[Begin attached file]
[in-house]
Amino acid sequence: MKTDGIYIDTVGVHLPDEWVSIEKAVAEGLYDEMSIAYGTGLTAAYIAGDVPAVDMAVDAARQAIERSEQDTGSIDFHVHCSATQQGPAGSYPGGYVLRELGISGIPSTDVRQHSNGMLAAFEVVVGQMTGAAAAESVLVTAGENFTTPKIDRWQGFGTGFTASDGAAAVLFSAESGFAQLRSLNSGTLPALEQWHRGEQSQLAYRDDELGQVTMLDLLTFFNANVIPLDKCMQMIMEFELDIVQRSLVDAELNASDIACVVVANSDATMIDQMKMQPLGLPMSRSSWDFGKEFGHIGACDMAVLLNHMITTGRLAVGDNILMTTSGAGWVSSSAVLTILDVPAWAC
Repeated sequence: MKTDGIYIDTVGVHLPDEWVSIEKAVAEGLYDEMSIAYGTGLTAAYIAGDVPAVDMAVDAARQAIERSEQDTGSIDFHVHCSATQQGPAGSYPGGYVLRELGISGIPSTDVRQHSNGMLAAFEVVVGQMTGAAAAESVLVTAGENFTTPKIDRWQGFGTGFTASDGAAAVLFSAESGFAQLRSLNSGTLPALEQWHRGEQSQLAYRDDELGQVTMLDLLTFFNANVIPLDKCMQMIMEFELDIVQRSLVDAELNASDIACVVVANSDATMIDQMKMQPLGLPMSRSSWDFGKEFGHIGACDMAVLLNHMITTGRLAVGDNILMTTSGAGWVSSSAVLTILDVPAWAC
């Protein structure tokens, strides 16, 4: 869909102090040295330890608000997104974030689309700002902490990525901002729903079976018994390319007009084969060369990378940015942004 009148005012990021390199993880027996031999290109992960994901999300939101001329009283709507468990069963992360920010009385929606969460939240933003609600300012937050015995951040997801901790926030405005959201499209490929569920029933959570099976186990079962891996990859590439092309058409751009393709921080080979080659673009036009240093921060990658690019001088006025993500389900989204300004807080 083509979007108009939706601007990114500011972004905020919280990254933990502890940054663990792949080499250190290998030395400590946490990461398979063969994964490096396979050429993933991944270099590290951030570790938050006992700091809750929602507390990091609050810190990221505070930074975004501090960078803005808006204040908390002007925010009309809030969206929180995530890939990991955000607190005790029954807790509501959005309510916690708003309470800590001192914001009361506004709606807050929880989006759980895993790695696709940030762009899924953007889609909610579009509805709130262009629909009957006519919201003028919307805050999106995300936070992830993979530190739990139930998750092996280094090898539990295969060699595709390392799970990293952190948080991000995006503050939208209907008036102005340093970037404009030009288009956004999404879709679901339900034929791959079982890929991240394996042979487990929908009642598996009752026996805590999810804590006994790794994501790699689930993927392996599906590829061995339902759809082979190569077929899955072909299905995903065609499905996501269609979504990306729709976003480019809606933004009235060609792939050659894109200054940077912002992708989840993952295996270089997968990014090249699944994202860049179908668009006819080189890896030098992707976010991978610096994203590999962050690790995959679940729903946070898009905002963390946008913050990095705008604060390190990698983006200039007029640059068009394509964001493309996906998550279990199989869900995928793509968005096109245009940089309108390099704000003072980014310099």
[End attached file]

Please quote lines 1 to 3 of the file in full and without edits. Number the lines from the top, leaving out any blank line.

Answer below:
[in-house]
Amino acid sequence: MKTDGIYIDTVGVHLPDEWVSIEKAVAEGLYDEMSIAYGTGLTAAYIAGDVPAVDMAVDAARQAIERSEQDTGSIDFHVHCSATQQGPAGSYPGGYVLRELGISGIPSTDVRQHSNGMLAAFEVVVGQMTGAAAAESVLVTAGENFTTPKIDRWQGFGTGFTASDGAAAVLFSAESGFAQLRSLNSGTLPALEQWHRGEQSQLAYRDDELGQVTMLDLLTFFNANVIPLDKCMQMIMEFELDIVQRSLVDAELNASDIACVVVANSDATMIDQMKMQPLGLPMSRSSWDFGKEFGHIGACDMAVLLNHMITTGRLAVGDNILMTTSGAGWVSSSAVLTILDVPAWAC
Repeated sequence: MKTDGIYIDTVGVHLPDEWVSIEKAVAEGLYDEMSIAYGTGLTAAYIAGDVPAVDMAVDAARQAIERSEQDTGSIDFHVHCSATQQGPAGSYPGGYVLRELGISGIPSTDVRQHSNGMLAAFEVVVGQMTGAAAAESVLVTAGENFTTPKIDRWQGFGTGFTASDGAAAVLFSAESGFAQLRSLNSGTLPALEQWHRGEQSQLAYRDDELGQVTMLDLLTFFNANVIPLDKCMQMIMEFELDIVQRSLVDAELNASDIACVVVANSDATMIDQMKMQPLGLPMSRSSWDFGKEFGHIGACDMAVLLNHMITTGRLAVGDNILMTTSGAGWVSSSAVLTILDVPAWAC